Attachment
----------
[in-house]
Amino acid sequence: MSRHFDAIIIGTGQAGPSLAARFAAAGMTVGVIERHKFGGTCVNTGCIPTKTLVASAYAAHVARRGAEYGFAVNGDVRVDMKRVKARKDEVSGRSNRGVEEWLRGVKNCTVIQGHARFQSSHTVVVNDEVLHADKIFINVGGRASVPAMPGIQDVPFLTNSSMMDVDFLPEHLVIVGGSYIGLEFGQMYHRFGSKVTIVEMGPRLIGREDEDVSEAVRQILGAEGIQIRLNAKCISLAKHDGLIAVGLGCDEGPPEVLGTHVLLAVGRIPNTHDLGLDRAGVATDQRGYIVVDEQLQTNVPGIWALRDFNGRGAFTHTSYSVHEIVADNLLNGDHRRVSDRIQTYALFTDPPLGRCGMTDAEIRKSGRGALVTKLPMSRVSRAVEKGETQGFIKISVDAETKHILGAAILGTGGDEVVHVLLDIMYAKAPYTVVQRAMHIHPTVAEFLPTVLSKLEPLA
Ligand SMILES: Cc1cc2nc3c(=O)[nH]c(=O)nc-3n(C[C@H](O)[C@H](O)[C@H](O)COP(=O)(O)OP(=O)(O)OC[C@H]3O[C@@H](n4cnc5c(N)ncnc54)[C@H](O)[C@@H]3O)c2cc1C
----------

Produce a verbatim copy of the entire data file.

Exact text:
[in-house]
Amino acid sequence: MSRHFDAIIIGTGQAGPSLAARFAAAGMTVGVIERHKFGGTCVNTGCIPTKTLVASAYAAHVARRGAEYGFAVNGDVRVDMKRVKARKDEVSGRSNRGVEEWLRGVKNCTVIQGHARFQSSHTVVVNDEVLHADKIFINVGGRASVPAMPGIQDVPFLTNSSMMDVDFLPEHLVIVGGSYIGLEFGQMYHRFGSKVTIVEMGPRLIGREDEDVSEAVRQILGAEGIQIRLNAKCISLAKHDGLIAVGLGCDEGPPEVLGTHVLLAVGRIPNTHDLGLDRAGVATDQRGYIVVDEQLQTNVPGIWALRDFNGRGAFTHTSYSVHEIVADNLLNGDHRRVSDRIQTYALFTDPPLGRCGMTDAEIRKSGRGALVTKLPMSRVSRAVEKGETQGFIKISVDAETKHILGAAILGTGGDEVVHVLLDIMYAKAPYTVVQRAMHIHPTVAEFLPTVLSKLEPLA
Ligand SMILES: Cc1cc2nc3c(=O)[nH]c(=O)nc-3n(C[C@H](O)[C@H](O)[C@H](O)COP(=O)(O)OP(=O)(O)OC[C@H]3O[C@@H](n4cnc5c(N)ncnc54)[C@H](O)[C@@H]3O)c2cc1C